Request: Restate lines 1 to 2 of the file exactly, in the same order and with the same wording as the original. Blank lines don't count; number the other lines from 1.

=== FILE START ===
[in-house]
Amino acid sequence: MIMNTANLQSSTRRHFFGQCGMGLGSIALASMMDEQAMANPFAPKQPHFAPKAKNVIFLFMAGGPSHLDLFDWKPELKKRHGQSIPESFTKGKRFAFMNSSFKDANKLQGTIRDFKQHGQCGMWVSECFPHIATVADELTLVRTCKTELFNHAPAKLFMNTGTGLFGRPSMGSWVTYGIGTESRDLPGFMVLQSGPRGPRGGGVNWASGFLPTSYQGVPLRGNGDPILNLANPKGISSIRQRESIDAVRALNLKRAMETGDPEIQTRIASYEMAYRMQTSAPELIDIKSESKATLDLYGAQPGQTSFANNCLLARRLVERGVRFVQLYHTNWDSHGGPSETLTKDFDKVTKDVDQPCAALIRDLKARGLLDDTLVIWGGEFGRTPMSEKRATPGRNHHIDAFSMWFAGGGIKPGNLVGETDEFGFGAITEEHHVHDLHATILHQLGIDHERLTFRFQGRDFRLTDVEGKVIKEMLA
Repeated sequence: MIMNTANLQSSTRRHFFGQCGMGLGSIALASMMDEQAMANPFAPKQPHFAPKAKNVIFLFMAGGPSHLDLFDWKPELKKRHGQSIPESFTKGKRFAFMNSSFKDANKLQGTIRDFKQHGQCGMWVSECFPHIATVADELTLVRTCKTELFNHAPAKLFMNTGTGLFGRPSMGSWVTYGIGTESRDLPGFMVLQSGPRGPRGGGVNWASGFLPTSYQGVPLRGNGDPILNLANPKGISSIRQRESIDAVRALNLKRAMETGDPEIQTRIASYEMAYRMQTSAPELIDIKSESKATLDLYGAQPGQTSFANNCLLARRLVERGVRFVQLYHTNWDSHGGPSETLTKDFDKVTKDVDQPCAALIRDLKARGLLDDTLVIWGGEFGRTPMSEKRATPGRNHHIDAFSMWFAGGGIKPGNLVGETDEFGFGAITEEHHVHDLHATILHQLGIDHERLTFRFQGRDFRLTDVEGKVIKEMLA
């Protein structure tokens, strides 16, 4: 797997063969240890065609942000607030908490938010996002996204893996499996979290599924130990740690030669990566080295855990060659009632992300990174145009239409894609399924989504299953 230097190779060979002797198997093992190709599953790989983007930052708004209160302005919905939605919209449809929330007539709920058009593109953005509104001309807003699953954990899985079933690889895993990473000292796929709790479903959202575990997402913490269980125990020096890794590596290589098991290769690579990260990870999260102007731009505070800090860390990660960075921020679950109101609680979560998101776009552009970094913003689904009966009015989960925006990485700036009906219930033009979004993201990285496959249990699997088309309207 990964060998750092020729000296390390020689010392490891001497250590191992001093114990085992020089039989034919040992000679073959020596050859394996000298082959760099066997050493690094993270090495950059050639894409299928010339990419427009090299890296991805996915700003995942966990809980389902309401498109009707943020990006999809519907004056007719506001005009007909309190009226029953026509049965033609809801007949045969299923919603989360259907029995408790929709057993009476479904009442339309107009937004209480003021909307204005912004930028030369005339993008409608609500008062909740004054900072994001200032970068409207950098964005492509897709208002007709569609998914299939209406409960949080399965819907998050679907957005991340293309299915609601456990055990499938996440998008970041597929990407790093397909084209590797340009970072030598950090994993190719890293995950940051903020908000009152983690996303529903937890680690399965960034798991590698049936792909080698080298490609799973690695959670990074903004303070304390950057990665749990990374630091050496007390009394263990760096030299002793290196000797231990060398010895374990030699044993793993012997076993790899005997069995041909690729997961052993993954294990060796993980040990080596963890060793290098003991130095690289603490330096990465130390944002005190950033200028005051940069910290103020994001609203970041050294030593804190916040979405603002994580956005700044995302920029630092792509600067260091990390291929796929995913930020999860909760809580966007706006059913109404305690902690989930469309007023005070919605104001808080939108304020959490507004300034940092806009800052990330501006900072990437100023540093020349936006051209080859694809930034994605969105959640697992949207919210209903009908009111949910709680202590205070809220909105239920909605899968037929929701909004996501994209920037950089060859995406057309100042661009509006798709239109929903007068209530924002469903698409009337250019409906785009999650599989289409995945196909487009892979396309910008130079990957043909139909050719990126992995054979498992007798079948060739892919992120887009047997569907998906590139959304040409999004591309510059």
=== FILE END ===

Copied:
[in-house]
Amino acid sequence: MIMNTANLQSSTRRHFFGQCGMGLGSIALASMMDEQAMANPFAPKQPHFAPKAKNVIFLFMAGGPSHLDLFDWKPELKKRHGQSIPESFTKGKRFAFMNSSFKDANKLQGTIRDFKQHGQCGMWVSECFPHIATVADELTLVRTCKTELFNHAPAKLFMNTGTGLFGRPSMGSWVTYGIGTESRDLPGFMVLQSGPRGPRGGGVNWASGFLPTSYQGVPLRGNGDPILNLANPKGISSIRQRESIDAVRALNLKRAMETGDPEIQTRIASYEMAYRMQTSAPELIDIKSESKATLDLYGAQPGQTSFANNCLLARRLVERGVRFVQLYHTNWDSHGGPSETLTKDFDKVTKDVDQPCAALIRDLKARGLLDDTLVIWGGEFGRTPMSEKRATPGRNHHIDAFSMWFAGGGIKPGNLVGETDEFGFGAITEEHHVHDLHATILHQLGIDHERLTFRFQGRDFRLTDVEGKVIKEMLA